A week on from the Kilkenny defeat and the repercussions continue to agitate an entire county. We’ve had to take heavy flak in the media on this one and it hasn’t been pleasant. Tipperary hurling stock has hit a new low; repairing the brand image won’t be easy.

Meanwhile the world continues to turn and so our domestic championship was the focus last weekend. Headline items included Clonoulty’s historic sixth-in-a-row in the West as well as Moycarkey’s retention of the O’Riain Cup, Aherlow’s relegation and the draws for the next phase of the Dan Breen.

It has been a traumatic week for Tipperary hurling with the fall-out from that Kilkenny game finding many targets. Even for those of us who’ve been around for a few decades observing the highs and lows of the game hereabouts this is still unchartered territory.  There was something almost insidious about that second half which has left the genuine fans utterly stunned. I’m not talking about the morons who post vile emails and tweets but the true fans for whom Tipperary hurling is a passion, even an obsession. When people as reasoned and reasonable as Len Gaynor and Michael Cleary express embarrassment then you know that something was seriously amiss.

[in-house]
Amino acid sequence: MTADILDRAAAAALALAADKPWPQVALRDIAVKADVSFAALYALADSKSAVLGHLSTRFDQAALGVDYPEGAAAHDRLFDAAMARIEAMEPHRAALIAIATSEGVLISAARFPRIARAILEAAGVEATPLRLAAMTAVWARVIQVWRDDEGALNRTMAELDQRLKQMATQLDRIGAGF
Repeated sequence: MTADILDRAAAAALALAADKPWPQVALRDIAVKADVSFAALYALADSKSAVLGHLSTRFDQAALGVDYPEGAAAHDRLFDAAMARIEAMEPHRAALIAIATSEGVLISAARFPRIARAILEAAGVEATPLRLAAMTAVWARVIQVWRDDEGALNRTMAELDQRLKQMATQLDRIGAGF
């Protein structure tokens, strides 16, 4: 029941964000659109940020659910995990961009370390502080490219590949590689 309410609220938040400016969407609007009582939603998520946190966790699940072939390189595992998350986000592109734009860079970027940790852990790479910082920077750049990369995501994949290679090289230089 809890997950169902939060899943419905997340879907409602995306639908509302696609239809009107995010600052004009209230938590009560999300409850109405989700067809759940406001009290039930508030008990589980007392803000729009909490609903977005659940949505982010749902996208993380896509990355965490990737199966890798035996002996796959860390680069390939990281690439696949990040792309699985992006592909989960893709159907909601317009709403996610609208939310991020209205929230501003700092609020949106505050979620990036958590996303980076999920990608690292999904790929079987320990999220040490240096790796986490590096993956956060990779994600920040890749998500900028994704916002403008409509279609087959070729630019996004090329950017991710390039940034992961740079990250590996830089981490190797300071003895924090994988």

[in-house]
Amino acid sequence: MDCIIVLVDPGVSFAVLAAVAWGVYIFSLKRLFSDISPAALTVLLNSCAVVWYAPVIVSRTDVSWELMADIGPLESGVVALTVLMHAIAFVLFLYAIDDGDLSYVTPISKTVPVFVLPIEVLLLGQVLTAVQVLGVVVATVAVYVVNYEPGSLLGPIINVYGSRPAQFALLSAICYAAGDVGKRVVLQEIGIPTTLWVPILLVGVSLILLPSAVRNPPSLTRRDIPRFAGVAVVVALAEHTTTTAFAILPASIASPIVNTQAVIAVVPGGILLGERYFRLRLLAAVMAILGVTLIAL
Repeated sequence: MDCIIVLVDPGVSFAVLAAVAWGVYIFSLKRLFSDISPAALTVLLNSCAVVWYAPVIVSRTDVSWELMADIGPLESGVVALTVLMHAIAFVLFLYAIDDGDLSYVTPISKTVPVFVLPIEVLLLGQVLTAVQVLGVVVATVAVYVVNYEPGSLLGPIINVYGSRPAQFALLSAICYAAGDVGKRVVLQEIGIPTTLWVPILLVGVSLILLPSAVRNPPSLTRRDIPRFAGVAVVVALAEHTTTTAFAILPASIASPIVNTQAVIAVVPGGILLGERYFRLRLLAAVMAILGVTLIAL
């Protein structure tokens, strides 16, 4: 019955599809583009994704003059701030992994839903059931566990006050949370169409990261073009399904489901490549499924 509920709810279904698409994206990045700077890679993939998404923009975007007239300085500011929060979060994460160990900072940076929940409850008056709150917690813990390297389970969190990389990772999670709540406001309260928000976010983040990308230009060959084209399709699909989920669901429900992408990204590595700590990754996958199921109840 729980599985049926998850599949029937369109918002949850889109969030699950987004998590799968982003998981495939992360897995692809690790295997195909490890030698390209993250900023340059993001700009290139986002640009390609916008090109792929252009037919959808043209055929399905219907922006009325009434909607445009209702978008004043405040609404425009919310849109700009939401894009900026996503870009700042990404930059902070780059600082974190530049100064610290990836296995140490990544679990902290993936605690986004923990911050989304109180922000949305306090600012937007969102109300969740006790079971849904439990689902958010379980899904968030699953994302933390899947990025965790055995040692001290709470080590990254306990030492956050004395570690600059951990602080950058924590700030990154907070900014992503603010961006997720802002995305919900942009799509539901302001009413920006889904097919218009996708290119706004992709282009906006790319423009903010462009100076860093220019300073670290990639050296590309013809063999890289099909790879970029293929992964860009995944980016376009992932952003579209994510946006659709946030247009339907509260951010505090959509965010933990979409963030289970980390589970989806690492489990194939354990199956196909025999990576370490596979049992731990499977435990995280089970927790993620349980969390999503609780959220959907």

In hindsight now (a great ally) it takes no great insight to recognise that things were not as they should be. We limped through the Munster games perhaps deluding ourselves into believing that momentum was building. It wasn’t. Our league form was spotty and there was only marginal improvement in the championship. In a sense we sleep-walked into this haymaker from Kilkenny and in the process lost dignity as well as the game.

Small indicators are often symptoms of a deeper illness. A big match day should be marked by clear, sharp focus and precision in all arrangements. A dressing room spat over jersey allocation was a worrying preamble. Then you have players joining the parade late and of course Lar’s absence for almost a minute of the second half action. At best this was sloppy; at worst it hinted at something more viral in the set up.